Playing video games inspires all sorts of creative behavior. Whether it's the competitive nature of video games or the fun of thoroughly exploring a new toy, players will devote an incredible amount of energy to devising efficient new strategies for how to play and beat these games.
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In much the same way we don't come up with efficient strategies for living life.
Many of the new strategies we come up with when we're not bathing ourselves rely on exploiting game mechanics in ways developers never intended. Straferunning, for example, exploited a quirk in the movement mechanics of many early first person shooters that allowed players to travel much faster than the developers intended, so long as they only ran in diagonal lines.
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Just like in real life.
And that's one of the more sane ones, in that it merely looks ridiculous. Some of these player-developed tactics are insane, the kind of things that, if tried in real life, would be suicidal, leaving behind just the most ridiculous-looking corpses imaginable. Tactics like ...
So you're in a dungeon, because this is a video game, where dungeons are shockingly commonplace.
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Every one of these is a dungeon.
Anyways, you're there to defeat the Troll of Some Importance and take his Scepter of MacGuffin, which you need to unlock the next dungeon. (You know. A video game.) And at some point you reach a fork in the road where two paths lie open to you. Down one path clearly lies the Troll of Some Importance's lair. (Let's say there's a signpost, or a carpet of bone.) Down the other path, meanwhile, lies what is almost certainly a dead end, perhaps the Troll of Some Importance's broom closet.
Gotta keep your dungeon looking crisp with all these guests passing through.
Here's the thing: Every single video game player in the world will see these two paths and go the wrong way first, because we all know that we have to explore every last corner of every dungeon on the off chance there's loot down there. And when we get right down to it, the Troll of Some Importance isn't that goddamned important, certainly less so than the prospect of finding a new cool weapon.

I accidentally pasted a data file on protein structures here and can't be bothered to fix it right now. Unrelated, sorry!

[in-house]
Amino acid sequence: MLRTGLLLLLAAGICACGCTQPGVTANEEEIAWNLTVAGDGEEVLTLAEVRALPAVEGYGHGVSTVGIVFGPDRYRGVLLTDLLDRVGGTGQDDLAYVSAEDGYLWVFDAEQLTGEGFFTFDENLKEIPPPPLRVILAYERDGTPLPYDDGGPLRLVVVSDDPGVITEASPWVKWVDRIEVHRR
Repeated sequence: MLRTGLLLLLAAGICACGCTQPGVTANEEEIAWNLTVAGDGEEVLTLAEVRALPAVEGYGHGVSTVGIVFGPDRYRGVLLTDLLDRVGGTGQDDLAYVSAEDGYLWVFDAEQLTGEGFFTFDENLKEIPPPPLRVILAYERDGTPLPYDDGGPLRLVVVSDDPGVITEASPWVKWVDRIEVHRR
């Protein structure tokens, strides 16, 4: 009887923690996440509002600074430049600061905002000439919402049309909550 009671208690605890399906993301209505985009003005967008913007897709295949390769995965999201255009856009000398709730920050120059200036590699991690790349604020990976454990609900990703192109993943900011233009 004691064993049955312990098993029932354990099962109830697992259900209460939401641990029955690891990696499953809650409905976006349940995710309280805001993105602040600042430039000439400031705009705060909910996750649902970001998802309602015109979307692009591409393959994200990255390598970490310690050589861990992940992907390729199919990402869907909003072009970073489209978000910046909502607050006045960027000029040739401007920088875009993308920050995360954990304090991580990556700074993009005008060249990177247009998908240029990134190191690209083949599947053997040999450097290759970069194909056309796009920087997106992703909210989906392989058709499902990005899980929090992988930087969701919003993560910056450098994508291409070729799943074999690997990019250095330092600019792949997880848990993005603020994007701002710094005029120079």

This Broom of Wounding adds +10 to the player's Dust Control.
Contrast that with dangerous environments in the real world, where heading the wrong way is widely considered to be nuts. We get no bonuses for exploring every nook and cranny of reality. When a fireman enters a burning building, he's going to the place where the victims are, grabbing them, and getting the fuck out. He's not taking the time to check all the bookshelves first to see if he can find any really powerful hats.
OK, so you went into the Troll of Some Importance's broom closet, and sure enough, it was filled with loot, including a pretty badass-looking rocket launcher.
This actually sounds like a pretty cool game.
And now, as you go back the other way, with hordes of Trolls of Lesser Importance blocking your path, you spy a ledge from which you could rain fiery death down on your enemies. But it's just out of reach, leaving you stranded on the ground like some kind of useless penguin.
That is, until you fire a rocket at your own feet to propel yourself up in the air.
Explosive weapons in video games are surprisingly non-fatal. Also, they almost all have incredible concussive properties and are capable of launching nearby objects vast distances. It's easy to understand how they came to be programmed this way: One dark night, a programmer realized how hilarious it would be if corpses flew across the room when they died. He was right, so very right, as right as a man has ever been about something. That it led to one of the most insane tactics in video game history is just one of those funny little curveballs life sometimes throws our way.
Who would have thought an innocent interest in corpse desecration could result in something so wrong?
In real life, of course, rocket launchers work almost the exact opposite way, being really fairly small explosives that are preposterously lethal. That's why Army Rangers don't bounce up onto rooftops in this manner, and also why the world's escalator manufacturers haven't gone out of business. There isn't a single user of rocket launchers in the world who's ever looked at their feet and wondered. And there's no reason to suspect there ever will be one.
Finally, after much closet raiding and lesser troll dismemberment, you've reached the Troll of Some Importance's lair. He scolds you for snooping through every single one of his dungeon's closets and making a point of massacring every one of his guards, then stands up and produces a flaming ax crossbow.
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This is less than ideal for you, because, for a variety of very good reasons, you're wearing your Armor of Gas-Soaked Cloth. If only there was time to change into your Asbestos Codpiece, but alas, battle is afoot. Unless ...
"Hey, uh, could you give me a second here?" you ask, reaching for your backpack.
"Don't even worry about it," the Troll of Some Importance says. He picks idly at something under his fingernail while you hop around his lair on one foot, changing clothes.
"Do you have like a beach towel or something I could wrap around me?"
This won't work in every game, depending generally on whether the game pauses when the player enters their inventory. But that it works ever is hot nonsense. Imagine Osama bin Laden casually putting on his ballistic vest while Seal Team 6 waits patiently. Imagine ... actually, real life doesn't have that many examples of clothes granting special powers, does it?
Sure. OK, imagine Seal Team 6 waiting patiently while ...